The student media organization of California State University Northridge

Daily Sundial

The student media organization of California State University Northridge

Daily Sundial

The student media organization of California State University Northridge

Daily Sundial

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CSU system lacks policy on professor-student relations

Despite an average of about five sexual harassment complaints filed annually by students against professors at CSUN, the university has no official policy limiting these intimate relationships.

The CSU system also has no policy concerning student-professor relationships, although Long Beach State does discourage it.

Other area colleges have policies addressing such relationships.

“There is no policy on faculty/student relations as far as I know,” Jo Ann Fielder, CSUN’s director of Equity and Diversity, said.

“(Students) are young adults,” she said, which means they are free to make their own decisions and date whomever they wish.

The sexual harassment policy at CSUN comes from the CSU Chancellor’s office, and when it comes to professors and students getting together, there is no policy for that in the Chancellor’s office.

Teresa Ruiz, a communications specialist at the Chancellor’s office, said she asked around the office and, “nobody knows of any policy.” She said she was under the impression that kind of policy is supposed to be done on the campus level.

Fielder said the Chancellor’s office might be working on a policy, but Ruiz said she didn’t hear anything about it.

“There is no formal policy, and relationships aren’t prohibited,” said Jan Reyes, manager of Equity and Diversity at Cal State Long Beach, “but they are discouraged.”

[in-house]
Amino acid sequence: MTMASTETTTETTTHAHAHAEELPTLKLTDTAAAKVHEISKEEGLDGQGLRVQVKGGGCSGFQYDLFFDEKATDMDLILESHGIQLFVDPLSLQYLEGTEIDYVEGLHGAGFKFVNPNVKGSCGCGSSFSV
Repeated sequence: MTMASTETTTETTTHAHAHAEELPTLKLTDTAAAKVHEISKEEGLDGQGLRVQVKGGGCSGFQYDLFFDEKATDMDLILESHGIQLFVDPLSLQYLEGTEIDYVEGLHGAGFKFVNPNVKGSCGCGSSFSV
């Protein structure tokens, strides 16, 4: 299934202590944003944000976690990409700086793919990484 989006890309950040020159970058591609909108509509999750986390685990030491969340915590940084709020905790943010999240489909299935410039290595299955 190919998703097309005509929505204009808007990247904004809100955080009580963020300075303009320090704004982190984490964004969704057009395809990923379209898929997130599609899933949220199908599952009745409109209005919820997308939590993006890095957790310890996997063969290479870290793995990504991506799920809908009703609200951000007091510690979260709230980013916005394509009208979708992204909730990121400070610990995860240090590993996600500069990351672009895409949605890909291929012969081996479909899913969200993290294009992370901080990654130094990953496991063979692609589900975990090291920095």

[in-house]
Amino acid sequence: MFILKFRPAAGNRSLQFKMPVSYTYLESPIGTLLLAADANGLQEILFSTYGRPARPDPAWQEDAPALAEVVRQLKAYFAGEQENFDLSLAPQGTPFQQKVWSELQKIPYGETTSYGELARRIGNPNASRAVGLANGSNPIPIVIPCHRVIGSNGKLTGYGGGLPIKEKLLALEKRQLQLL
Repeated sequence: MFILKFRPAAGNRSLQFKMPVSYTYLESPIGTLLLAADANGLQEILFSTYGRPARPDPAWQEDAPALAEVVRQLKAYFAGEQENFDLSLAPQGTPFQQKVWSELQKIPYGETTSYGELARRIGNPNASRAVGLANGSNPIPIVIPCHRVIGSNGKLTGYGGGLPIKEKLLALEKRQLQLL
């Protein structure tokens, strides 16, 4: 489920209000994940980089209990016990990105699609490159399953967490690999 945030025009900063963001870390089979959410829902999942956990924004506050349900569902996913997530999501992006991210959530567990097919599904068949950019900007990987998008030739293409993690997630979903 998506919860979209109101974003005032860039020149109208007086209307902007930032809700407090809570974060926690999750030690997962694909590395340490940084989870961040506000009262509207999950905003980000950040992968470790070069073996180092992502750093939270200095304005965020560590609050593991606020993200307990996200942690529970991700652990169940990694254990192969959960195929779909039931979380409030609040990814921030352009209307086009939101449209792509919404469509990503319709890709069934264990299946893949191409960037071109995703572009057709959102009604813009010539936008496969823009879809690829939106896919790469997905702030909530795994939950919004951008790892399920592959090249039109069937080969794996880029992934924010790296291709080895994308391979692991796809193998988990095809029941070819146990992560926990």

“Faculty are considered role models,” Reyes said. “Their standings are not equal (to students).”

Fielder said she used to work at Santa Monica College, which has a policy.

UCLA and USC officials also confirmed that they have policies concerning relationships between students and professors.

“I think there are serious concerns,” said Richard Macdonald, a psychology professor who has been in the psychology business for about 30 years. Macdonald teaches a human sexuality class at CSUN.

“At 18, 19 and 20, at least a junior in college, you’re still vulnerable,” he said. “Adolescence doesn’t end at 18 now.” Adolescence ends when students are in their mid-20s, he said.

“It’s not illegal, but it can cause damage,” he said.

If a young man or woman has a relationship with a significantly older person who is in a position of authority over that man or woman, mental problems can arise.

“They can isolate themselves,” Macdonald said. He said there are also problems with a lack of trust and suspicion in a young person after the relationship is over.

Macdonald said students have approached him for intimate relationships in the past, and he told them to leave and not come back, since they didn’t have any academic business.

“We are held to a higher standard,” he said. “If it appears bad, you shouldn’t do it.”